2

You can do this with 1 transaction, it will get more expensive, but it has nothing to do with whether you use separate addresses or not (or with whether or not you're using BIP32 in any way or form, for that matter). Bitcoin uses a UTXO model: every transaction has 1 or more inputs, and one or more outputs. Every output creates a UTXO (which you can think ...


2

and other input(s) should have "00" in place. Keep in mind that you replace the "scriptsig" with "empty" and the 0x00 is the size of the empty script. non-mandatory-script-verify-flag (Non-canonical DER signature) (code 64) The problem here is the DER encoding used in your signatures. r values in a signature are positive and since each r value that you ...


2

Scripts can be used to do a lot more thing than just pubkeys and signatures. There is an entire Bitcoin script language that can be used to specify things like multisigs, hashlocks, timelocks, conditionals, etc. It's pretty extensive, just hard to grasp and reason about. Such scripts do not map to addresses (before P2SH) so without having scripts in outputs, ...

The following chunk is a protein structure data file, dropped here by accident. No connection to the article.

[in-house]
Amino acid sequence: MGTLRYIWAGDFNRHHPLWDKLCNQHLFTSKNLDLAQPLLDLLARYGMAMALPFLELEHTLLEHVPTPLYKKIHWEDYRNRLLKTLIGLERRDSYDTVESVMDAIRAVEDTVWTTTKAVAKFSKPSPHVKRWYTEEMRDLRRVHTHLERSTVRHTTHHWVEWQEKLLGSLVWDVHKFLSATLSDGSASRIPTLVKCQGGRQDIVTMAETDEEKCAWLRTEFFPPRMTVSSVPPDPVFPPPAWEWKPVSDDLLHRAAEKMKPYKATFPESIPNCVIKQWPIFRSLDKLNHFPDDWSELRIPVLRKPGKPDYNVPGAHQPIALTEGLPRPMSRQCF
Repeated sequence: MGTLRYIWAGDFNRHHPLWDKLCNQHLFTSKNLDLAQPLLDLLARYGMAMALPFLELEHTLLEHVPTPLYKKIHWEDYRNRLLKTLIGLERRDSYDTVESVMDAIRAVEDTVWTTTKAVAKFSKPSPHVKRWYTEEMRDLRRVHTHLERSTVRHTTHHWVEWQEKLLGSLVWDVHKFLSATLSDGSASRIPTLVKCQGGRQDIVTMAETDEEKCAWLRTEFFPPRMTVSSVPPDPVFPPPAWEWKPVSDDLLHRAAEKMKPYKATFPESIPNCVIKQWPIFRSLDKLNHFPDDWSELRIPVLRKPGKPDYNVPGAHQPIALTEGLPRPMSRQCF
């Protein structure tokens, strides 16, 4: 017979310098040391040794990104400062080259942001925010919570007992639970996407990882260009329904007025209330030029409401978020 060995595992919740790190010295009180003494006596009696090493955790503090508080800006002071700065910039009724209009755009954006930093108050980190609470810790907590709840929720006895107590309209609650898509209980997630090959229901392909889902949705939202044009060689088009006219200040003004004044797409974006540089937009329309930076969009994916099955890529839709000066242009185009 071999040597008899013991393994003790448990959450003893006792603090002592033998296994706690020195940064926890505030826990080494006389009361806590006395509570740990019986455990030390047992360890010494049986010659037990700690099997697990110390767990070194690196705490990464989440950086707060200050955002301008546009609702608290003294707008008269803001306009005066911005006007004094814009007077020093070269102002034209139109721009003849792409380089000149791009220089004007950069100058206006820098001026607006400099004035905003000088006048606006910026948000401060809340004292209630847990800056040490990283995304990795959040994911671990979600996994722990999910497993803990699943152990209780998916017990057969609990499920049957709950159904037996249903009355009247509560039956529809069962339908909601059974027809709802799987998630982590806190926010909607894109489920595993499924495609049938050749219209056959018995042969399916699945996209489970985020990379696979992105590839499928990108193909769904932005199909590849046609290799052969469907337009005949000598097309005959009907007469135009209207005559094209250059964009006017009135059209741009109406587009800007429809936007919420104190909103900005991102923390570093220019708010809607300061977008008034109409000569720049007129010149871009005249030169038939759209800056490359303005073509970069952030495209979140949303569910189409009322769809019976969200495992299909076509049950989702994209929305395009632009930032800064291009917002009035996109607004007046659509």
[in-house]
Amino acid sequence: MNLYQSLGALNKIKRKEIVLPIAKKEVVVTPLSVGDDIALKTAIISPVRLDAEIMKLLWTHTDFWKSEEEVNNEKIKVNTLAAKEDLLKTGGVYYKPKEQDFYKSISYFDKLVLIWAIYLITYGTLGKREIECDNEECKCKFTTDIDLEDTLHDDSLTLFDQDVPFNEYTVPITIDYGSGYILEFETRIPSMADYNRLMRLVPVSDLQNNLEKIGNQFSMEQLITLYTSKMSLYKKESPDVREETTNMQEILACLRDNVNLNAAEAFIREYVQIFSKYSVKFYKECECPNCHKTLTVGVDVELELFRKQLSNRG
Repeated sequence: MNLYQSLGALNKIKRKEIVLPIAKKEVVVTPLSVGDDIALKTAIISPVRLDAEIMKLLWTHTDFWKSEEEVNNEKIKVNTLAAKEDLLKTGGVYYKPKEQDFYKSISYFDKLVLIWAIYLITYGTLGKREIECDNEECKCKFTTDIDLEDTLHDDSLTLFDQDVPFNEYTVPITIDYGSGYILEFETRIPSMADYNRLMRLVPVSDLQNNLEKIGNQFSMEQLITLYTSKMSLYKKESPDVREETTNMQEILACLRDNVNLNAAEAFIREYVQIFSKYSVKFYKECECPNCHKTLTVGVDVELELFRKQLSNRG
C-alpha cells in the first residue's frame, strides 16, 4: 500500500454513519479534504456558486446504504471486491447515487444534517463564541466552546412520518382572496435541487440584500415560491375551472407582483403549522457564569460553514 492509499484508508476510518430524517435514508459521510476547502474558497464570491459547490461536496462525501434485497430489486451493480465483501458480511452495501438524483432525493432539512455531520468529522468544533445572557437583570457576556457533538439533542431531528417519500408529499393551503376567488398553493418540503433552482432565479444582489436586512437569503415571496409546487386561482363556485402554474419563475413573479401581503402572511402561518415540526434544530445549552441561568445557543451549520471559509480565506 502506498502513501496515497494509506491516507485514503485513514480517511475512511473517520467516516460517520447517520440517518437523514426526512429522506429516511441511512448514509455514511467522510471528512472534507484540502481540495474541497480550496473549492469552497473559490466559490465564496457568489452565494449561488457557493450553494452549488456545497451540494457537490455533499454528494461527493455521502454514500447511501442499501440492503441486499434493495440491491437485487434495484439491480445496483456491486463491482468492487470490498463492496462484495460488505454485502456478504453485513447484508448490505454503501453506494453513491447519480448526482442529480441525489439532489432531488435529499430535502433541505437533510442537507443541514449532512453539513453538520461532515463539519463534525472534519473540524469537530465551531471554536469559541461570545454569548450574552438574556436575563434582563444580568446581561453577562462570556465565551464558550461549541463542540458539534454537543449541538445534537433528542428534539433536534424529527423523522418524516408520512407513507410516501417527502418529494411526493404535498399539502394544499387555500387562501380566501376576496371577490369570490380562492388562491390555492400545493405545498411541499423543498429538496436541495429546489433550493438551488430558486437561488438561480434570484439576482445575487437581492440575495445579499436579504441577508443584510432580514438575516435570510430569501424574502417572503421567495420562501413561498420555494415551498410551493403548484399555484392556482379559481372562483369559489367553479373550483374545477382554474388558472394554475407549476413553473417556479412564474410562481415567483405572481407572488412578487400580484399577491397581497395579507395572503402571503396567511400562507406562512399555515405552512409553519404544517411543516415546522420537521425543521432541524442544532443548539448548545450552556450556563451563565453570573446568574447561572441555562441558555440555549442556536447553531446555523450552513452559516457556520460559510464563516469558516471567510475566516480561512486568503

2

Why raw Bitcoin transaction are in hex format? They are not. So far as I know and have read. Bitcoin raw format According to https://bitcoin.org/en/developer-reference Bitcoin transactions are broadcast between peers in a serialized byte format, called raw format. It is this form of a transaction which is SHA256(SHA256()) hashed to create the TXID ...


1

First of all, Script is a stacking programming language in which Bitcoin works. Script is pretty basic and limited for security reasons. For this same reason, Script is not Turing complete. Why does the bitcoin protocol opt for the use of this script-derivative in the transaction instead of just using the output address plainly? This is because locking ...


1

1) First you can add connect=1.1.1.1 to your bitcoin.conf. Your node won't search for other nodes and just try to connect to 1.1.1.1. Since 1.1.1.1 is not a node, your node will have 0 peers. 2) Then you can make the transaction, open the debug console and enter: gettransaction YOURTXID. (or getrawtransaction to get the hex encoded transaction) 3) Then you ...


1